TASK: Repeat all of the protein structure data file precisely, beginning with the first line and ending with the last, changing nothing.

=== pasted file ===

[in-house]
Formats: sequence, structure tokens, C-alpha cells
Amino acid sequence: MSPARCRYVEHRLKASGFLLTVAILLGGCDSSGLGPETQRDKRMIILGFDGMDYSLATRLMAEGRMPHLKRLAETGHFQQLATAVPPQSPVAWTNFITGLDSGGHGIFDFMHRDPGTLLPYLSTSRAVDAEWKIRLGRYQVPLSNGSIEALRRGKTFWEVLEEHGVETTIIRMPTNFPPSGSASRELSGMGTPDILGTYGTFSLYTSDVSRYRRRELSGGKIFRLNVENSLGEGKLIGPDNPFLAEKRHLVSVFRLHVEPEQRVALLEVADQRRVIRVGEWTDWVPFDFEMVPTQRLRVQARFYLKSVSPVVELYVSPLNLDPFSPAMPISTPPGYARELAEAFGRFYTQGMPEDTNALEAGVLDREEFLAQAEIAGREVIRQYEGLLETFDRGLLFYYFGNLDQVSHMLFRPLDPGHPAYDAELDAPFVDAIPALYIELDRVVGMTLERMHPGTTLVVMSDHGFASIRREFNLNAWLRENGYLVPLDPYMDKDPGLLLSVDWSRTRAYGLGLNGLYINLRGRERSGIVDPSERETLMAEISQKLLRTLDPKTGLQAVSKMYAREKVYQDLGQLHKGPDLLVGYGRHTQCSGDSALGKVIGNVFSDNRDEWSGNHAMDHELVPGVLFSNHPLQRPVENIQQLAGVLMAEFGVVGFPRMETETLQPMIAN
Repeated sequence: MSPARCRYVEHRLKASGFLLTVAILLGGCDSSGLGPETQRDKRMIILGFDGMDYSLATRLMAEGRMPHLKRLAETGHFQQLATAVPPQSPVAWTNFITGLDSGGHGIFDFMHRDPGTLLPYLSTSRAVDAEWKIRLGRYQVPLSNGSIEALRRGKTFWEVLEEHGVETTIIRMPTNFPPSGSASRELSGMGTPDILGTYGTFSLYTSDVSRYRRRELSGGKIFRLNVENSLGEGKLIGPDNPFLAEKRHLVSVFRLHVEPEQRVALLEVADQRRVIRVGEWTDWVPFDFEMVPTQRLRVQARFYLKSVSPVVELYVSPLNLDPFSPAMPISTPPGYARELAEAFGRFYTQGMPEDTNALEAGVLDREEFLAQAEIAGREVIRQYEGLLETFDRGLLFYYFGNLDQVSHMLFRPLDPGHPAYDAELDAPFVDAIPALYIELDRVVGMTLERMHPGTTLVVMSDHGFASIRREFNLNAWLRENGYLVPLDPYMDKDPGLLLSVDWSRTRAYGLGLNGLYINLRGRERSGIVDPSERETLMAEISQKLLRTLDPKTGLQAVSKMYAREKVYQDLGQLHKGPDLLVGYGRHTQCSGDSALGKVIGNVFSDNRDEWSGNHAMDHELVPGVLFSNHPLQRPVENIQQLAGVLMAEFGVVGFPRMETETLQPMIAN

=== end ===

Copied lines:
[in-house]
Formats: sequence, structure tokens, C-alpha cells
Amino acid sequence: MSPARCRYVEHRLKASGFLLTVAILLGGCDSSGLGPETQRDKRMIILGFDGMDYSLATRLMAEGRMPHLKRLAETGHFQQLATAVPPQSPVAWTNFITGLDSGGHGIFDFMHRDPGTLLPYLSTSRAVDAEWKIRLGRYQVPLSNGSIEALRRGKTFWEVLEEHGVETTIIRMPTNFPPSGSASRELSGMGTPDILGTYGTFSLYTSDVSRYRRRELSGGKIFRLNVENSLGEGKLIGPDNPFLAEKRHLVSVFRLHVEPEQRVALLEVADQRRVIRVGEWTDWVPFDFEMVPTQRLRVQARFYLKSVSPVVELYVSPLNLDPFSPAMPISTPPGYARELAEAFGRFYTQGMPEDTNALEAGVLDREEFLAQAEIAGREVIRQYEGLLETFDRGLLFYYFGNLDQVSHMLFRPLDPGHPAYDAELDAPFVDAIPALYIELDRVVGMTLERMHPGTTLVVMSDHGFASIRREFNLNAWLRENGYLVPLDPYMDKDPGLLLSVDWSRTRAYGLGLNGLYINLRGRERSGIVDPSERETLMAEISQKLLRTLDPKTGLQAVSKMYAREKVYQDLGQLHKGPDLLVGYGRHTQCSGDSALGKVIGNVFSDNRDEWSGNHAMDHELVPGVLFSNHPLQRPVENIQQLAGVLMAEFGVVGFPRMETETLQPMIAN
Repeated sequence: MSPARCRYVEHRLKASGFLLTVAILLGGCDSSGLGPETQRDKRMIILGFDGMDYSLATRLMAEGRMPHLKRLAETGHFQQLATAVPPQSPVAWTNFITGLDSGGHGIFDFMHRDPGTLLPYLSTSRAVDAEWKIRLGRYQVPLSNGSIEALRRGKTFWEVLEEHGVETTIIRMPTNFPPSGSASRELSGMGTPDILGTYGTFSLYTSDVSRYRRRELSGGKIFRLNVENSLGEGKLIGPDNPFLAEKRHLVSVFRLHVEPEQRVALLEVADQRRVIRVGEWTDWVPFDFEMVPTQRLRVQARFYLKSVSPVVELYVSPLNLDPFSPAMPISTPPGYARELAEAFGRFYTQGMPEDTNALEAGVLDREEFLAQAEIAGREVIRQYEGLLETFDRGLLFYYFGNLDQVSHMLFRPLDPGHPAYDAELDAPFVDAIPALYIELDRVVGMTLERMHPGTTLVVMSDHGFASIRREFNLNAWLRENGYLVPLDPYMDKDPGLLLSVDWSRTRAYGLGLNGLYINLRGRERSGIVDPSERETLMAEISQKLLRTLDPKTGLQAVSKMYAREKVYQDLGQLHKGPDLLVGYGRHTQCSGDSALGKVIGNVFSDNRDEWSGNHAMDHELVPGVLFSNHPLQRPVENIQQLAGVLMAEFGVVGFPRMETETLQPMIAN